(From the August 2013 edition)
Politicians love cyber warfare. Investing in the means to wage it and counter it affords them the ability to shake up what they see as the ossified military. They can discard the hardware so beloved of top brass and hire geeks and boffins to do something really cool. Boosting the cyber side of Defence enables the politicos to look cutting edge and down and dirty with the kids.
They can use flow charts and power point presentations to sketch out an alarming inter-connected global landscape of cyber warriors and cyber espionage agents battling terrorists and trolls.
Warships, tanks and jet fighters are not so cool. For the politicians and their advisors they represent the ugly side of warfare, in which they have to order their people to go and kill another government’s people – or terrorist organisation operatives – and in a most unpleasant fashion.
They are also very expensive to build and maintain. They are the playthings of a breed (the Armed Forces) whose ways and means are inscrutable for the average politician, at least in the West outside the USA. How exactly warships, for example, operate and what they do is all a bit mysterious. Sea control, Defence Diplomacy, ‘presence’, not forgetting all that inconvenience of training for war, is not easily understood by young men and women whose world has solely been Oxbridge and a PPE degree followed by career Politics. They would rather wage war via overseas aid and using a computer.
That’s the cynical, curmudgeonly view of it. The reality is that the cyber threat is growing radically as the world comes to rely more and more on computers for even the most mundane of tasks. The head of the American military has joked that even his toaster will soon be sending tweets.
It was his way of making light of a very dark reality. Sustained cyber warfare is already being waged across the globe as nations jockey for control of…control of what? Well, actually, the tangible, real things which constitute our planet, such as mineral and energy reserves, not forgetting control of the oceans upon which the vast majority of human trade still travels. The Chinese may well be the leading exponents of cyber warfare, and it appears they have even been seeking to gain the secrets of American warships via cyber espionage.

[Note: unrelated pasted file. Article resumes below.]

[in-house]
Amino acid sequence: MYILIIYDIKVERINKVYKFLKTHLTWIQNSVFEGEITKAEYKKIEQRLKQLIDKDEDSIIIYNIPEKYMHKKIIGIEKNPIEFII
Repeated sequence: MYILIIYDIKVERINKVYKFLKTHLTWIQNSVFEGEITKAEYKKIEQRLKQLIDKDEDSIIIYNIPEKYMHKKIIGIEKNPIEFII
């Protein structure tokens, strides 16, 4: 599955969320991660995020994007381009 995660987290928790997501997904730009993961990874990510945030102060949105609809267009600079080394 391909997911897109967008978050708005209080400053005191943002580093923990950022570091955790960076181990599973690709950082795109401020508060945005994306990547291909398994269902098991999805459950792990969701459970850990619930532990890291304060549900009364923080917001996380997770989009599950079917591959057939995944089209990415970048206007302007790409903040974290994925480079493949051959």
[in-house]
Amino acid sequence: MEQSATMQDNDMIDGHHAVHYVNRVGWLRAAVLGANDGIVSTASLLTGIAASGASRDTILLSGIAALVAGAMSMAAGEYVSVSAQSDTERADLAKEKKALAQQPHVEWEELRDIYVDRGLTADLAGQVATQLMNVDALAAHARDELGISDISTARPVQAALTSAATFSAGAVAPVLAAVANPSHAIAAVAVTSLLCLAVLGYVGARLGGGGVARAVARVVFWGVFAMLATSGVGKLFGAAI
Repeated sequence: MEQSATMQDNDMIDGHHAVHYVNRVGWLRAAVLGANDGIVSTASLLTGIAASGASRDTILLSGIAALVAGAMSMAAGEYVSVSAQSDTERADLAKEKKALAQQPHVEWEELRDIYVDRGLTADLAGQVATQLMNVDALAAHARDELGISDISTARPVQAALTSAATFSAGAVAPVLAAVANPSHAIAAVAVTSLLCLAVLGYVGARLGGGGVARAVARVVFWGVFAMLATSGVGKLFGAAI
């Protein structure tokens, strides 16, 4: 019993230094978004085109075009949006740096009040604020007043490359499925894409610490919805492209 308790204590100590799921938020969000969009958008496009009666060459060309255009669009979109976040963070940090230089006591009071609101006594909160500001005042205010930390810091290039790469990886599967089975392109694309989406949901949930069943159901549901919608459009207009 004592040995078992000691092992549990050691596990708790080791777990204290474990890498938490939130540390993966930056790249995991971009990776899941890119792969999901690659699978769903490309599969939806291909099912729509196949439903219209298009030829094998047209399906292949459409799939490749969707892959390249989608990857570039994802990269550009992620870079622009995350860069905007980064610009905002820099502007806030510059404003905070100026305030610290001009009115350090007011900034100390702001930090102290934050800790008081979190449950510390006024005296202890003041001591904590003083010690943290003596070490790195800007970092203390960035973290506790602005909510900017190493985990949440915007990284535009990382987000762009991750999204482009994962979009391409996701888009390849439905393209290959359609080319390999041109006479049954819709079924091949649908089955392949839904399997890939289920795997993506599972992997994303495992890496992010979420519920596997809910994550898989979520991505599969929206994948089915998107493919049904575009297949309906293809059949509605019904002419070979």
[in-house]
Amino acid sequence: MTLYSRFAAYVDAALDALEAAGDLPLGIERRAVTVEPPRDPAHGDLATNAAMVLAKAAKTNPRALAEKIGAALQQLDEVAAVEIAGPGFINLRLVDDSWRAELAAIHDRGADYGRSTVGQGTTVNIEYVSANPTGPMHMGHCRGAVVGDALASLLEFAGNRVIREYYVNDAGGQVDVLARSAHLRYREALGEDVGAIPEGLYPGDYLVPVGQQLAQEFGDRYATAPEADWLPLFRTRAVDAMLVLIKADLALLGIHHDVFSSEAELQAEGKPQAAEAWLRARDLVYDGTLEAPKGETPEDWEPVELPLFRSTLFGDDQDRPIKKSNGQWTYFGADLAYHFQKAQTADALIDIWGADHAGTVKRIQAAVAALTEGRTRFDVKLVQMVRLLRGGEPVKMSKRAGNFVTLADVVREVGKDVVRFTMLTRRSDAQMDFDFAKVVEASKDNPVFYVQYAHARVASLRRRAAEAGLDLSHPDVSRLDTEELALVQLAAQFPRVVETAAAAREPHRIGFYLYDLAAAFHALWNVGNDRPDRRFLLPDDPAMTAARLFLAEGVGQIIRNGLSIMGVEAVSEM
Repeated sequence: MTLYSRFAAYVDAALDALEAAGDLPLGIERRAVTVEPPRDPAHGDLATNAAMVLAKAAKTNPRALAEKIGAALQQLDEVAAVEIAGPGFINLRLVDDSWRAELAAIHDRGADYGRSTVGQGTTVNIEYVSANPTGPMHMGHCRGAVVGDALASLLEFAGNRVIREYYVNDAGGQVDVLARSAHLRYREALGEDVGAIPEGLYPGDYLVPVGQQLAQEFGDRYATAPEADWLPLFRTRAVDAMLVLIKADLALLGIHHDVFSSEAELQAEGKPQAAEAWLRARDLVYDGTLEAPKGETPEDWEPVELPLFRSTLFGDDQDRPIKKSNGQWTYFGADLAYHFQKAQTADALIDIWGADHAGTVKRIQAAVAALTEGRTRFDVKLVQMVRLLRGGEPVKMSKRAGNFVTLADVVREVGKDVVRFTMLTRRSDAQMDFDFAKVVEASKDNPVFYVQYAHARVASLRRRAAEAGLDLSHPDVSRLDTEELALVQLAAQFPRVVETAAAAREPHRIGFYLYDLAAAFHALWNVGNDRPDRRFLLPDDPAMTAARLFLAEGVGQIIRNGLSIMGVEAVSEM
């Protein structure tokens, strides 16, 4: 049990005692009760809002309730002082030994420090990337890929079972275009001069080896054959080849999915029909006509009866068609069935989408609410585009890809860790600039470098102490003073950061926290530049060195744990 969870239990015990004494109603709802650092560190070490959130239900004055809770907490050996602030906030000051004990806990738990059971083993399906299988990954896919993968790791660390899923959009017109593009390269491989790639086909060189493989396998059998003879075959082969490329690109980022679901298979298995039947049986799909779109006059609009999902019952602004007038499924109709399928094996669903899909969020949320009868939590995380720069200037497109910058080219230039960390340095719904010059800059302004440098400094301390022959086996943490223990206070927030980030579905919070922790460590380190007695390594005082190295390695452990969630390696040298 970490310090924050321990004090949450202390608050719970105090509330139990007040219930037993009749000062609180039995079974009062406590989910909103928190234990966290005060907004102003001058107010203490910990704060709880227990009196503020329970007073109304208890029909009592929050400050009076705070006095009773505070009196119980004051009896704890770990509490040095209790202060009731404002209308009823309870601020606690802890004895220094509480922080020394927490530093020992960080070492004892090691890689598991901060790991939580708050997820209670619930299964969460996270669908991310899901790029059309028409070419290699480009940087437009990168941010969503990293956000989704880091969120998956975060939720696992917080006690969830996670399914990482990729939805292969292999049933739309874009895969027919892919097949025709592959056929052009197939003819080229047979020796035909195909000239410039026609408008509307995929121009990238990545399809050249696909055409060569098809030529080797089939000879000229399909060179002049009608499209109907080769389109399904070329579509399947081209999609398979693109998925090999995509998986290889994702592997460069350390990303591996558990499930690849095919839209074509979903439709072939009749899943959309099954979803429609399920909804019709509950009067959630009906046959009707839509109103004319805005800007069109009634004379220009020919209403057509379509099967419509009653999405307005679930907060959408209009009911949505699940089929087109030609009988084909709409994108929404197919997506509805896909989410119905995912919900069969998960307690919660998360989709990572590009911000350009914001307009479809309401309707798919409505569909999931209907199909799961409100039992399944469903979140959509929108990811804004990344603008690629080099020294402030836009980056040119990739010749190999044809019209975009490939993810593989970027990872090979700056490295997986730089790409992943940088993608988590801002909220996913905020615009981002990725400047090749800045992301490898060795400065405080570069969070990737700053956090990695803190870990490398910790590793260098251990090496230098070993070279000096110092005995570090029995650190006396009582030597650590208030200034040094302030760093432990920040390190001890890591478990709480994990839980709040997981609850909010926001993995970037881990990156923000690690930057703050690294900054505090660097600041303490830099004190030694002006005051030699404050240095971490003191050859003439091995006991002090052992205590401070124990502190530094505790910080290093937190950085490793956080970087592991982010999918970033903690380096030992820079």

They are also building a huge navy of real steel warships. Beijing is sending its people into Africa so it can control that continent’s vast untapped resources to fuel the Chinese economy, for if the latter falters then millions of people will be made redundant.
That way leads to strife and the toppling of the communist regime. Just look at what happened in Egypt. The religious zealotry of the Morsi administration meant it failed to fix the economy, so the Army (responding to a popular uprising) sent its tanks and troops onto the streets to topple the President.
To reassure the people that the military was on their side, air force fighter jets swooped low overhead, trailing multi-coloured smoke, not dropping bombs.
Of course the aftermath is not so easy to manage, nor bloodless, but the Egyptian coup d’etat was executed in exemplary fashion.
Turning to the UK, while it is true that its cyber threat is rising, let’s not forget Britain is also utterly vulnerable to disruption of its gas and oil supplies, which nearly all come by ship to British shores. Seventy years after the Battle of the Atlantic, the UK also still remains reliant on overseas food imports.
Whatever needs to be done in this world, whether staging a coup, protecting shipping lanes and trade – or establishing hegemony over Africa and the oceans between it and China – hardware and highly trained warriors are essential. Not just cyber warriors, but real flesh and steel. Service personnel must be ready and willing to go out there and fight the threats face-to-face and even hand-to-hand. By all means invest in the cyber warfare capability, but it is just one aspect of warfare, not a substitute for proper forces.
Epitome of real steel in the modern world: The US Navy aircraft carrier USS Dwight D. Eisenhower. Photo: US Navy.
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